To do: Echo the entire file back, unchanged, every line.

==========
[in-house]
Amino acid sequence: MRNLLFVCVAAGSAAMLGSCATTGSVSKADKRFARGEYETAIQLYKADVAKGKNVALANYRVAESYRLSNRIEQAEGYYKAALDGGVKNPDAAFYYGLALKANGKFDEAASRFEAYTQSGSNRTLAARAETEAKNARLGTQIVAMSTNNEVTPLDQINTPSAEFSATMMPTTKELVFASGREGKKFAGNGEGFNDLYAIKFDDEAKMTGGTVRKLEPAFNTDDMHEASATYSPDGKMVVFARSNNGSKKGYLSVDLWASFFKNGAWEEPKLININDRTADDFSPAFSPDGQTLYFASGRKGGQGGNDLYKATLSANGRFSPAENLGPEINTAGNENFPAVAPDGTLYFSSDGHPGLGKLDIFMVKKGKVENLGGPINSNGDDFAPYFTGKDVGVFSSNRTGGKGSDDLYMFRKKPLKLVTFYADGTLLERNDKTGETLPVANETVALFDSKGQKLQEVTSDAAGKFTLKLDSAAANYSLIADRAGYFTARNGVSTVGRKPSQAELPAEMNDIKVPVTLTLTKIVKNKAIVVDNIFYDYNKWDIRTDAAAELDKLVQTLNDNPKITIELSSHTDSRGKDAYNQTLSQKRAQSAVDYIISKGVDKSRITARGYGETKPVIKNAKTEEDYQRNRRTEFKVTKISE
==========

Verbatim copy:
[in-house]
Amino acid sequence: MRNLLFVCVAAGSAAMLGSCATTGSVSKADKRFARGEYETAIQLYKADVAKGKNVALANYRVAESYRLSNRIEQAEGYYKAALDGGVKNPDAAFYYGLALKANGKFDEAASRFEAYTQSGSNRTLAARAETEAKNARLGTQIVAMSTNNEVTPLDQINTPSAEFSATMMPTTKELVFASGREGKKFAGNGEGFNDLYAIKFDDEAKMTGGTVRKLEPAFNTDDMHEASATYSPDGKMVVFARSNNGSKKGYLSVDLWASFFKNGAWEEPKLININDRTADDFSPAFSPDGQTLYFASGRKGGQGGNDLYKATLSANGRFSPAENLGPEINTAGNENFPAVAPDGTLYFSSDGHPGLGKLDIFMVKKGKVENLGGPINSNGDDFAPYFTGKDVGVFSSNRTGGKGSDDLYMFRKKPLKLVTFYADGTLLERNDKTGETLPVANETVALFDSKGQKLQEVTSDAAGKFTLKLDSAAANYSLIADRAGYFTARNGVSTVGRKPSQAELPAEMNDIKVPVTLTLTKIVKNKAIVVDNIFYDYNKWDIRTDAAAELDKLVQTLNDNPKITIELSSHTDSRGKDAYNQTLSQKRAQSAVDYIISKGVDKSRITARGYGETKPVIKNAKTEEDYQRNRRTEFKVTKISE